When Tom DeMeester became chair of the Department of Surgery in 1990 he arrived at a medical school and a hospital that were at a critical turning point.
“USC used to be a school caged in the County Hospital. At the time it was breaking out of that to become its own private medical facility,” he said. “It was a big step to change that and to start recruiting people into that new culture.”
During almost two decades with the Keck School, DeMeester has seen the Department of Surgery through a number of turning points. He raised the department’s identity in the surgical world, making it one of the top five in the country. He saw a need for hands-on training for young surgeons and developed a surgical skills lab that became one the first of its kind in the country. Such training facilities are now a requirement for many residency and practical education programs.
DeMeester also distinguished himself as a nationally renowned expert on esophageal cancers and benign esophageal conditions such as heartburn and difficulty swallowing. His studies have resulted in more than 400 publications in peer-reviewed journals and numerous book chapters, books and videos. He originated and developed the field of non-invasive foregut ambulatory monitoring. As Chair of the Department of Surgery, he also served as chief of surgery at both USC University Hospital and LAC+USC Medical Center.
At his retirement reception held May 16 at the Langham Hotel in Pasadena, DeMeester noted that he is stepping down from his post of 18 years during another moment of great transition for the USC Health Sciences campus
“Now we’ve begun the ‘university period’ that will see us grow into a true academic medical center,” he said.
Keck School Dean Carmen A. Puliafito—the host of the event—recognized DeMeester’s many contributions during the evening that included a video tribute created by long-time surgery administrator Eric Alcorn and the unveiling of a portrait of DeMeester painted by artist John Swihart.
“We are starting a new chapter in a book that Tom began writing,” Puliafito said.
DeMeester received his medical degree at the University of Michigan. A conversation with the dean of the medical school guided him toward specializing in surgery at the Johns Hopkins Hospital. “That conversation changed my life,” he said. “It was my introduction to the academic world.”
DeMeester served as a cardiac surgeon based in Honolulu during the Vietnam War. After the Army, he joined the University of Chicago, rising to chief of the division of thoracic surgery. While in Chicago, he developed a new financial system to help medical schools and took this system with him to his next position at Creighton University in Omaha, Nebraska. His strong clinical and research expertise, along with his experience in administration and implementation of his financial system, caught USC’s attention and he was chosen to head the Department of Surgery.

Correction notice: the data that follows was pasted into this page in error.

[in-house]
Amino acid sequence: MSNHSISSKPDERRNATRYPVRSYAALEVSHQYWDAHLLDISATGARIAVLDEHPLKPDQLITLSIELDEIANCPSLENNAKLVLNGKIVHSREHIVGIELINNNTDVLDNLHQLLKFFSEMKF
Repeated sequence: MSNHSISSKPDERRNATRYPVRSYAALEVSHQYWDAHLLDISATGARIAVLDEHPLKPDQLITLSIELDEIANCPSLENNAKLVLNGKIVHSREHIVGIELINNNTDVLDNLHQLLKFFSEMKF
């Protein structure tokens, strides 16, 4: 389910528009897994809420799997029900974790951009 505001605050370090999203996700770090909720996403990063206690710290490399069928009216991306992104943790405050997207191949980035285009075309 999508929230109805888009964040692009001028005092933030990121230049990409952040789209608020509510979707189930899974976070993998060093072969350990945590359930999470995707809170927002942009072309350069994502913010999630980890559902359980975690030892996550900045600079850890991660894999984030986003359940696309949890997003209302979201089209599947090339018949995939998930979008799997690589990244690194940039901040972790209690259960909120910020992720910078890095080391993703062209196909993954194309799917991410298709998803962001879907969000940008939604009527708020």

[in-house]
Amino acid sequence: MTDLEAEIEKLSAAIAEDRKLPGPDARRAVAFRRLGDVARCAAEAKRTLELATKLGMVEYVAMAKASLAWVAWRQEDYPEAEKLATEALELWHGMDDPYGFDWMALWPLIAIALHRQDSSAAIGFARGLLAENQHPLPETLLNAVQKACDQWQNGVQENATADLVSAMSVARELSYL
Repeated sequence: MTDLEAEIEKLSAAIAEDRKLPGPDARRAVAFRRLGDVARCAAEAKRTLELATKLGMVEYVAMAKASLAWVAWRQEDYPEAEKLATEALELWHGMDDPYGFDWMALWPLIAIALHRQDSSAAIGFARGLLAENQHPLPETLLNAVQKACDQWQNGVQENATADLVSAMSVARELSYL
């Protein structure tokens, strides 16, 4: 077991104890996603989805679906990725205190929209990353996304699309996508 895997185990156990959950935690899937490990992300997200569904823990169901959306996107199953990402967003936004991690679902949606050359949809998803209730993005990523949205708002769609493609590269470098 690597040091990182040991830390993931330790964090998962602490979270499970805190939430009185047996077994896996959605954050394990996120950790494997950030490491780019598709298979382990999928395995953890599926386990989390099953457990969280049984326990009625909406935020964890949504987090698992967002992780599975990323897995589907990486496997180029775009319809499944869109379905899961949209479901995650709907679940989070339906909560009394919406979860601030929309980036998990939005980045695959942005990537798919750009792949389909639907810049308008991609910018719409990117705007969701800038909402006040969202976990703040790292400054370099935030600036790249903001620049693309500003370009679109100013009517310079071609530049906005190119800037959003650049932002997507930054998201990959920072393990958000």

Among his many other accomplishments as a surgeon and department chair he:
• Established the surgical clerkship as the number one clinical clerkship in the Keck School of Medicine.
• Built centers of excellence for esophageal, cardiac, liver, vascular, breast and trauma surgery.
• Hired high profile surgeons who serve as the bedrock of the department’s clinical efforts.
• Established a basic science program headed by Peter and Ite Laird and raised $1 million to pay for new laboratories.
• Produced five chairs of surgery throughout the country.
• Created one of the top 10 surgical residency training programs in the United States.
• Increased NIH funding to $3 million annually.
• Partnered with the armed services to set up a Navy training program in trauma, under Demetrios Demetriades at the LAC+USC Medical Center.
• Enhanced the reputation of the burn injury program established by B.E. Zawacki at LAC+USC.
• Helped to lay out the vision for the purchase of USC University Hospital and the USC Norris Cancer Hospital.
Reflecting on his time at USC, DeMeester said he is grateful that he had the opportunity to impact the campus in a positive way and to contribute to the body of knowledge on esophageal disease. His accomplishments in the latter resulted in receiving honorary degrees from four European universities.
“I felt that I pushed the science of esophagology forward. The world is richer in understanding esophageal diseases and USC has allowed me to do this,” he said.
He also encouraged the USC Health Sciences community to focus on its primary mission—educating future physicians and creating an environment of joy.
“A lot of places can do research, but only a medical school can produce a physician,” he said. “If we can keep that focus and select the best students and faculty, USC will reach great heights.”